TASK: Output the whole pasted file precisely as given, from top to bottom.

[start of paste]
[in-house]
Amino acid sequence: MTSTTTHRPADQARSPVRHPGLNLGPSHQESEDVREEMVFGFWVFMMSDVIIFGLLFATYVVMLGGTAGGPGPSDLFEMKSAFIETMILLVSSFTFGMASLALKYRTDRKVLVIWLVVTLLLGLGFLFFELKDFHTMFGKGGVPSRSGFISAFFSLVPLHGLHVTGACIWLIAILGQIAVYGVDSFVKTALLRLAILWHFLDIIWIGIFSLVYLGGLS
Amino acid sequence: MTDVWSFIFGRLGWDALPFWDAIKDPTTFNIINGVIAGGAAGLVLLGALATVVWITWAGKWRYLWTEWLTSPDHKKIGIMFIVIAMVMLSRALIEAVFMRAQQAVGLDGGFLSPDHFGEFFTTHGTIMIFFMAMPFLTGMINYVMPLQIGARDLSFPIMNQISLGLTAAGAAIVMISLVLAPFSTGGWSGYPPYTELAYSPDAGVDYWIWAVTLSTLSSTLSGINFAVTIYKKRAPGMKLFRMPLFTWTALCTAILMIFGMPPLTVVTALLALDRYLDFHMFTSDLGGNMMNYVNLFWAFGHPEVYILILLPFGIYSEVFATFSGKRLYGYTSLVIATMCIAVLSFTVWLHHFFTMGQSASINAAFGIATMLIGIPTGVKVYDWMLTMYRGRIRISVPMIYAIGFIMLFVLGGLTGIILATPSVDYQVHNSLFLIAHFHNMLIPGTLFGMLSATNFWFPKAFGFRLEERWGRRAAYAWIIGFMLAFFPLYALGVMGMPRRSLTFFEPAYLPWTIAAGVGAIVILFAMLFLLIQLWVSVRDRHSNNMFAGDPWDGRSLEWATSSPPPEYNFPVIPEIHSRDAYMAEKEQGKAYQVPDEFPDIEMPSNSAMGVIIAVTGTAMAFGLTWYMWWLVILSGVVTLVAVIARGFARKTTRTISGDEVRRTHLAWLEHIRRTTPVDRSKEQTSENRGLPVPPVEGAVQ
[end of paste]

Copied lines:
[in-house]
Amino acid sequence: MTSTTTHRPADQARSPVRHPGLNLGPSHQESEDVREEMVFGFWVFMMSDVIIFGLLFATYVVMLGGTAGGPGPSDLFEMKSAFIETMILLVSSFTFGMASLALKYRTDRKVLVIWLVVTLLLGLGFLFFELKDFHTMFGKGGVPSRSGFISAFFSLVPLHGLHVTGACIWLIAILGQIAVYGVDSFVKTALLRLAILWHFLDIIWIGIFSLVYLGGLS
Amino acid sequence: MTDVWSFIFGRLGWDALPFWDAIKDPTTFNIINGVIAGGAAGLVLLGALATVVWITWAGKWRYLWTEWLTSPDHKKIGIMFIVIAMVMLSRALIEAVFMRAQQAVGLDGGFLSPDHFGEFFTTHGTIMIFFMAMPFLTGMINYVMPLQIGARDLSFPIMNQISLGLTAAGAAIVMISLVLAPFSTGGWSGYPPYTELAYSPDAGVDYWIWAVTLSTLSSTLSGINFAVTIYKKRAPGMKLFRMPLFTWTALCTAILMIFGMPPLTVVTALLALDRYLDFHMFTSDLGGNMMNYVNLFWAFGHPEVYILILLPFGIYSEVFATFSGKRLYGYTSLVIATMCIAVLSFTVWLHHFFTMGQSASINAAFGIATMLIGIPTGVKVYDWMLTMYRGRIRISVPMIYAIGFIMLFVLGGLTGIILATPSVDYQVHNSLFLIAHFHNMLIPGTLFGMLSATNFWFPKAFGFRLEERWGRRAAYAWIIGFMLAFFPLYALGVMGMPRRSLTFFEPAYLPWTIAAGVGAIVILFAMLFLLIQLWVSVRDRHSNNMFAGDPWDGRSLEWATSSPPPEYNFPVIPEIHSRDAYMAEKEQGKAYQVPDEFPDIEMPSNSAMGVIIAVTGTAMAFGLTWYMWWLVILSGVVTLVAVIARGFARKTTRTISGDEVRRTHLAWLEHIRRTTPVDRSKEQTSENRGLPVPPVEGAVQ